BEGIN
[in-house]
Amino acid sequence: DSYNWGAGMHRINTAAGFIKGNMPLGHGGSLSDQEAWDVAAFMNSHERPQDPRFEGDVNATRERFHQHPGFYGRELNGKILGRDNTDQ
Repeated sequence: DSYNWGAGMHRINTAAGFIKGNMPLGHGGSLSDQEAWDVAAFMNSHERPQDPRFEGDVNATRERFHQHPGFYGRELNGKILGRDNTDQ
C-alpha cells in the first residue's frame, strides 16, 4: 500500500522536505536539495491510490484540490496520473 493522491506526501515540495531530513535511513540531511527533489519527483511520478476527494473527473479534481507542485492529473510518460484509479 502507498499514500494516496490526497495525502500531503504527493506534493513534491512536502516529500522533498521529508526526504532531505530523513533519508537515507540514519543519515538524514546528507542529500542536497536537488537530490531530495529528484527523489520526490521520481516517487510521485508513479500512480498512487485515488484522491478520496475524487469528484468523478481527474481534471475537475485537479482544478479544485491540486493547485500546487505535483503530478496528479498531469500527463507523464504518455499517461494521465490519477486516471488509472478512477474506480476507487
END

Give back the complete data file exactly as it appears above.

[in-house]
Amino acid sequence: DSYNWGAGMHRINTAAGFIKGNMPLGHGGSLSDQEAWDVAAFMNSHERPQDPRFEGDVNATRERFHQHPGFYGRELNGKILGRDNTDQ
Repeated sequence: DSYNWGAGMHRINTAAGFIKGNMPLGHGGSLSDQEAWDVAAFMNSHERPQDPRFEGDVNATRERFHQHPGFYGRELNGKILGRDNTDQ
C-alpha cells in the first residue's frame, strides 16, 4: 500500500522536505536539495491510490484540490496520473 493522491506526501515540495531530513535511513540531511527533489519527483511520478476527494473527473479534481507542485492529473510518460484509479 502507498499514500494516496490526497495525502500531503504527493506534493513534491512536502516529500522533498521529508526526504532531505530523513533519508537515507540514519543519515538524514546528507542529500542536497536537488537530490531530495529528484527523489520526490521520481516517487510521485508513479500512480498512487485515488484522491478520496475524487469528484468523478481527474481534471475537475485537479482544478479544485491540486493547485500546487505535483503530478496528479498531469500527463507523464504518455499517461494521465490519477486516471488509472478512477474506480476507487